Turning from single datum to big data, copyright law offers thin protection for structured, non-trivial compilations of data (i.e. selected and organized data), but not for the underlying data.Footnote 11 However, when the dataset is unstructured (i.e. without pre-defined selection criteria and no particular arrangement, and with each datum tagged), there is not much to protect under copyright law. The data aggregators achieve control of their datasets through other means, such as technological locks and trade secrets law.

Importantly, copyright ownership of big medical data may hinder others’ access. The importance of the medical datasets, especially in times of a crisis, cannot be exaggerated. The wise use of the data can decidedly save many lives. Such control may be a copyright ideal for some but a drawback for all.

Interaction

Combining the two bodies of law regarding big medical data results in four primary situations:

  1. (a)

    Structured, anonymous datasets: The controller enjoys copyright, and data subjects enjoy de facto privacy protection.

  2. (b)

    Unstructured, anonymous datasets: The controller does not enjoy copyright protection and may revert to other means, such as trade secrets law. Data subjects enjoy de facto privacy.

    Both (a) and (b) carry the risk of de-anonymization, especially if the controller shares the dataset with others.

  3. (c)

    Structured, identifying datasets: The controller enjoys copyright protection but is subject to various obligations to protect data subjects’ privacy. Sharing the dataset would pose a high privacy risk. Data protection law reinforces copyright.

  4. (d)

    Unstructured, identifying datasets: The controller does not enjoy copyright protection and is under an obligation to protect data subjects’ privacy, pushing the controller to seek other restrictive practices of not sharing the data.

Returning to the Israeli context, according to the National Health Insurance Act, HMOs hold detailed medical data about the entire population, including vaccinations and their side effects. The HMOs can be classified under situation (c), with additional regulatory duties of confidentiality. The two largest HMOs conduct medical research also under situation (d). When the HMOs transfer aggregate and statistical data to the MoH, which, in turn, transfers it to Pfizer, we shift to situation (a), thus reducing privacy risks.

Combining copyright law and the obligations imposed by data protection law pushes the parties to protect the data under both copyright law and additional layers of protection, such as trade secrets law. This result means that other parties may have access to outcomes but not to raw data. To facilitate broad access to crucial data during a global health crisis, we need to address both bodies of law in an integrated manner.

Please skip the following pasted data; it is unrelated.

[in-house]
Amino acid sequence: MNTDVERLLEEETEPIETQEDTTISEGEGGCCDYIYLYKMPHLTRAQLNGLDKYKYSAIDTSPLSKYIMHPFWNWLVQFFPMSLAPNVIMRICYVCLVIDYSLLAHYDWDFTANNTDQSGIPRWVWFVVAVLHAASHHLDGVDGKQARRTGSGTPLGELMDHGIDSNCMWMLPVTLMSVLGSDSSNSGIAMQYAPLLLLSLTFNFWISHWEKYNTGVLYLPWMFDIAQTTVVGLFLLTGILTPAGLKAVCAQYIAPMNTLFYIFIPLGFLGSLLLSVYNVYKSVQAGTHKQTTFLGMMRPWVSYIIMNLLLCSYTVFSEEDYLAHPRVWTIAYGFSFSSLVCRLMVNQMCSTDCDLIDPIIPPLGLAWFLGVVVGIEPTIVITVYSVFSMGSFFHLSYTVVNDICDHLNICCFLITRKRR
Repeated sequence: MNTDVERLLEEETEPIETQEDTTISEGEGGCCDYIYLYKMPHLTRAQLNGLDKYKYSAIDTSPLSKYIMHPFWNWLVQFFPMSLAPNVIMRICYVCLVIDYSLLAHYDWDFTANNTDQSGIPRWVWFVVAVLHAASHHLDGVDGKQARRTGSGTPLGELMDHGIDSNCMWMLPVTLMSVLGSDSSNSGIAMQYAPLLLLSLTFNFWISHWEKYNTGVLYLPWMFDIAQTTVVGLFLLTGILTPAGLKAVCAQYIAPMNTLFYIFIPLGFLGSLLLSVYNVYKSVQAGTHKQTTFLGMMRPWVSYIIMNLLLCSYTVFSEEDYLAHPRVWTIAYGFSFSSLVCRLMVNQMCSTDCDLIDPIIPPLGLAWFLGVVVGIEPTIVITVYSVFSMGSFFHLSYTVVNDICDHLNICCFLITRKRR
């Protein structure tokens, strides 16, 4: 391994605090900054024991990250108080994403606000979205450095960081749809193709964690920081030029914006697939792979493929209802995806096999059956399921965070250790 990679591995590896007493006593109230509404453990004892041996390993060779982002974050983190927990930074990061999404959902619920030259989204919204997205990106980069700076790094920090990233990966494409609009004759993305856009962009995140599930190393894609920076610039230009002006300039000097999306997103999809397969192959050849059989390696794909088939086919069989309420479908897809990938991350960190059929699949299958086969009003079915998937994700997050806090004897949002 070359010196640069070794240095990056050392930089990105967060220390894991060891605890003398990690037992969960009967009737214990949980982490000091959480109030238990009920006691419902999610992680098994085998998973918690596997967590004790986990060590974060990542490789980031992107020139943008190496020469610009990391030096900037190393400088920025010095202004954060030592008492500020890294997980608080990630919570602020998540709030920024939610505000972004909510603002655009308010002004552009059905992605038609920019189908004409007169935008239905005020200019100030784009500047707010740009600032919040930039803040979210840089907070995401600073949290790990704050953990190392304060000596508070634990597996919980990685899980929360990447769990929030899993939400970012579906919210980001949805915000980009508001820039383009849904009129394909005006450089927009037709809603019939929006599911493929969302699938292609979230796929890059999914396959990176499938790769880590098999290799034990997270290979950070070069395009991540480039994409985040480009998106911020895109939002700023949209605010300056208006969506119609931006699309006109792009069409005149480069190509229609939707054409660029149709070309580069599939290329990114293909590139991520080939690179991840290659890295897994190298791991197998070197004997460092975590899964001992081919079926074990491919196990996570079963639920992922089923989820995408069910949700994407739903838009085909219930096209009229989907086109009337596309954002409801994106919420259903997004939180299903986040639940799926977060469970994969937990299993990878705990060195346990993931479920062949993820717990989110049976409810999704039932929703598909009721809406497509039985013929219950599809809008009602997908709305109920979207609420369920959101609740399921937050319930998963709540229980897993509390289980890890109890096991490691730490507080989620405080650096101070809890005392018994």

Notes

  1. 1.

    See https://govextra.gov.il/media/30806/11221-moh-pfizer-collaboration-agreement-redacted.pdf.

  2. 2.

    Regulation (EU) 2016/679 of the European Parliament and of the Council of 27 April 2016 on the protection of natural persons with regard to the processing of personal data and on the free movement of such data, and repealing Directive 95/46/EC (General Data Protection Regulation), OJ 2016 L 119/1 (GDPR), Art. 4(1).

  3. 3.

    GDPR, Art. 6(1) offers six legal bases for such lawful processing.

  4. 4.

    Lawrence Lessig (1999) Code and Other Laws of Cyberspace, pp. 159–162. For criticism, see Julie E. Cohen (2000) “Examined Lives: Informational Privacy and the Subject as an Object”, 52 Stan. L. Rev. p. 1373.

  5. 5.

    Shoshana Zuboff (2019) The Age of Surveillance Capitalism: The Fight for a Human Future at the New Frontier of Power. Big data pose their own challenges to data protection law. See Omer Tene and Jules Polonetsky (2013) “Big Data for All: Privacy and User Control in the Age of Analytics”, 11 NW. J. Tech. & Intell. Prop. p. 239.

  6. 6.

    Michael Birnhack (2019) “A Process-Based Approach to Informational Privacy and the Case of Big Medical Data”, 20 Theoretical Inq. L. p. 257.

  7. 7.

    Paul Ohm (2010) “Broken Promises of Privacy: Responding to the Surprising Failure of Anonymization”, 57 UCLA L. Rev. p. 1701.

  8. 8.

    Berne Convention for the Protection of Literary and Artistic Works, Art. 2(8).

  9. 9.

    Michael Birnhack (2001) "The Idea of Progress in Copyright Law", 1 Buffalo Intell. Prop. L.J. p. 3

  10. 10.

    International News Service v. Associated Press, 248 U.S. 215, 250 (1918).

  11. 11.

    Agreement on Trade-Related Aspects of Intellectual Property Rights (TRIPS), 15 April 1994, Marrakesh Agreement Establishing the World Trade Organization, Annex 1C, 1869 U.N.T.S. 299 (1994), Art. 10(2). TRIPS does not cite the originality requirement, but this is taken to be a standard legal norm, despite its different interpretations. See, e.g., Feist Publications, Inc. v. Rural Telephone Service Company, Inc., 499 U.S. 340 (1991); CCH Canadian Ltd. v. Law Society of Upper Canada, 2004 SCC 13, [2004] 1 S.C.R. 339. Databases may also be protected under the sui generis European Directive. Directive 96/9/EC of the European Parliament and of the Council of 11 March 1996 on the legal protection of databases.

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Birnhack, M. Who Controls Covid-Related Medical Data? Copyright and Personal Data. IIC 52, 821–824 (2021). https://doi.org/10.1007/s40319-021-01067-5